The chapter that just ended began in 1989, when Bobeck followed his two brothers ldquo; one who is now a brigadier general and the other who served as a chief warrant officer ldquo; in the military. He initially wanted to be a tanker, but one of his brothers was in aviation and recommend he go into that field.
“Once I saw the first helicopter, the first Huey, I fell in love with aviation,” Bobeck said. “Twenty seven years later, I’m still working on them.”
He started out as a Huey mechanic and remained in aviation but worked with a few different aircraft throughout his career ldquo; moving from UH-1 “Huey” cargo helicopters to AH-1 Cobra attack helicopters when the Niagara Falls flight facility closed and the unit moved to Rochester then to Apaches briefly before the unit transitioned to Chinooks in 2002.
“I wish we’d had Chinooks when I joined because they’re such a great aircraft,” Bobeck said.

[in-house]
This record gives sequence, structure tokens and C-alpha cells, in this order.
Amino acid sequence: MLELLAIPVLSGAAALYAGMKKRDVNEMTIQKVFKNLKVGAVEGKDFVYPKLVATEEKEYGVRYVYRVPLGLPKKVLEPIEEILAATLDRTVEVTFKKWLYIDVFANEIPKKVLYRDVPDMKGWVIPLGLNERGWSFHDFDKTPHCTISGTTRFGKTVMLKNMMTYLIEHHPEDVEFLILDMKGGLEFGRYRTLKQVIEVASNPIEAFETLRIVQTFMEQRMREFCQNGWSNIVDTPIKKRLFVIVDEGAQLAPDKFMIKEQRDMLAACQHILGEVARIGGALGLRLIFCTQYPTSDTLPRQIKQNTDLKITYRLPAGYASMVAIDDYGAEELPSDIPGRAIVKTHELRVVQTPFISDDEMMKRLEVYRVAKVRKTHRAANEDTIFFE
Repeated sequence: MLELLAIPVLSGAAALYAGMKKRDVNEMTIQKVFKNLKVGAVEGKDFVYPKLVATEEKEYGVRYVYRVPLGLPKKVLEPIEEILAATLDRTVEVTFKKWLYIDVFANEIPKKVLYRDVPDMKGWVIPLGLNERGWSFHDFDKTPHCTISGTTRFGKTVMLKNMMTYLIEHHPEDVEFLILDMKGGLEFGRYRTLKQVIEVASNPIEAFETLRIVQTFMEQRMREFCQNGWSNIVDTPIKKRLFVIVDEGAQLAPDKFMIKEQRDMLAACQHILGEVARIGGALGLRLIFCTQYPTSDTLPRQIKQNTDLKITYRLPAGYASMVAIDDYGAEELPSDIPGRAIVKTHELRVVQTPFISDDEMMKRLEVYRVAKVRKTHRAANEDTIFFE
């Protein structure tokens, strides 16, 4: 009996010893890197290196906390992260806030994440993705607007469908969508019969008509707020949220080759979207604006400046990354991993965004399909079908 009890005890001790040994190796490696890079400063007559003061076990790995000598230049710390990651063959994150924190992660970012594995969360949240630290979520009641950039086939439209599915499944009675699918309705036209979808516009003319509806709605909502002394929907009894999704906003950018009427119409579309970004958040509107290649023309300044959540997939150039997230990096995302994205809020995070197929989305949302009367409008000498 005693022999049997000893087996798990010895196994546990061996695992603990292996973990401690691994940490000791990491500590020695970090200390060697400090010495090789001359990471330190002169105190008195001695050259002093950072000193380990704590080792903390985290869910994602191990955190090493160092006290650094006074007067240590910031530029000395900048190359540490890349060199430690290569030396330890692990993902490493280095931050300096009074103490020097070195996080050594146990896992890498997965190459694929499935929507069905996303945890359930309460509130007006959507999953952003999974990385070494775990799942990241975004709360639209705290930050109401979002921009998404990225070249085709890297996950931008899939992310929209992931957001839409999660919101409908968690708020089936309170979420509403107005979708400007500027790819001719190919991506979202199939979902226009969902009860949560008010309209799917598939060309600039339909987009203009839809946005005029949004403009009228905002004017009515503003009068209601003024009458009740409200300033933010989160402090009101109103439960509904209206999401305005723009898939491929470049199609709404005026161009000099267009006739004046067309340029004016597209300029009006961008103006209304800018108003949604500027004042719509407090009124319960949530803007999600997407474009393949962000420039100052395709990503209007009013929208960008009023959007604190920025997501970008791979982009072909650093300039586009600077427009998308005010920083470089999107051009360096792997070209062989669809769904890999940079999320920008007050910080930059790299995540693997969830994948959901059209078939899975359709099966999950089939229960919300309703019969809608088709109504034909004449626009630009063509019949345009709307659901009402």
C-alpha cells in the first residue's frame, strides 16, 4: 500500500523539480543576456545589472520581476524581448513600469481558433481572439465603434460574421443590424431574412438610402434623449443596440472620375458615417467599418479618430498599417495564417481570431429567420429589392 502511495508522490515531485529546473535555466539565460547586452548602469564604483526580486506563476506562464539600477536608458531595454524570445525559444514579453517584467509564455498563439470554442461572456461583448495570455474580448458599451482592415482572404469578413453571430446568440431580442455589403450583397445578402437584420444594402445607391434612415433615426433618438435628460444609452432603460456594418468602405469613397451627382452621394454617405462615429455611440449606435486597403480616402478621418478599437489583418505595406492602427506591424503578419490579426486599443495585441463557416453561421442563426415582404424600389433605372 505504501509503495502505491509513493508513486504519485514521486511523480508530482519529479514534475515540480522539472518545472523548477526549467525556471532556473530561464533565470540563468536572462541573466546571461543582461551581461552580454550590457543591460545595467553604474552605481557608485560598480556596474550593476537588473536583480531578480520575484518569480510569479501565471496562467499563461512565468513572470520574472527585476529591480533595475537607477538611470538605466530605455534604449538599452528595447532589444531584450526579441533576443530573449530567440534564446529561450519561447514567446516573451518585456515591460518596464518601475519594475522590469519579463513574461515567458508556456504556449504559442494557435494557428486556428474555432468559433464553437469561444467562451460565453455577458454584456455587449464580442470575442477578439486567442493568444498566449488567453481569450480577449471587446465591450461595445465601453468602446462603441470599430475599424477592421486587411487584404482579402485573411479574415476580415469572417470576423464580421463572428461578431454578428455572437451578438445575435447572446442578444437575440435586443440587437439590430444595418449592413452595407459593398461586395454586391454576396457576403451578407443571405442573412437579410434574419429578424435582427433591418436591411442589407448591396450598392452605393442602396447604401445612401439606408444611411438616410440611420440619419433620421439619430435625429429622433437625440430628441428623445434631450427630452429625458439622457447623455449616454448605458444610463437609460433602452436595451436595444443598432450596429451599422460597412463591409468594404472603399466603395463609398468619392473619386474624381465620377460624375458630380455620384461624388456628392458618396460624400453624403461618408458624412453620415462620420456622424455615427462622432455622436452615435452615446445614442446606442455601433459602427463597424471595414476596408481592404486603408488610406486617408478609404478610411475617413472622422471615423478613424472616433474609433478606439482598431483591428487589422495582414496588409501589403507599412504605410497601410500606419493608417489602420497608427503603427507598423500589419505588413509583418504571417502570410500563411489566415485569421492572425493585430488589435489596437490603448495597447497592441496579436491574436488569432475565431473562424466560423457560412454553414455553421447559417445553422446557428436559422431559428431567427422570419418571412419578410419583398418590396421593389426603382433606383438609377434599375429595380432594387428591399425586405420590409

“I love the Huey. The Huey’s a great aircraft, but these CH-47s are awesome. You can do a lot with them. You can take anything, pick up anything. If it can fit inside, we can take it. It’s just amazing the amount of equipment you can put inside this,” he said.
With B Company and its Chinooks, Bobeck served two tours of duty of Afghanistan ldquo; to Bagram in 2007-08 and to Kandahar in 2012-13.
During the Bagram deployment, the unit earned the Army Aviation Unit of the Year Award, which the flight engineer said was “quite an honor” for himself and the unit.
“Just being overseas, it was a good feeling bringing people back from their bases back to the main airfield so they can go home,” Bobeck said. “But, on the flipside of that, taking the new guys back out to the field to their FOBs for the next year, it’s just a mission that you’ve got to do and you don’t think about it.”
Bobeck served his fellow Americans during Hurricane Katrina in 2005, Hurricane Rita also in 2005 and Hurricane Gustav in 2008.
“What a great experience, helping our own people,” he said. “We used to land in these places out in the middle of nowhere, and people would rush us helping us to unload the aircraft, and they’d be giving us food too. We’re like, ‘We don’t want your food. You guys have your own food. You keep it.’ … It was great to help our own people because they appreciate it.”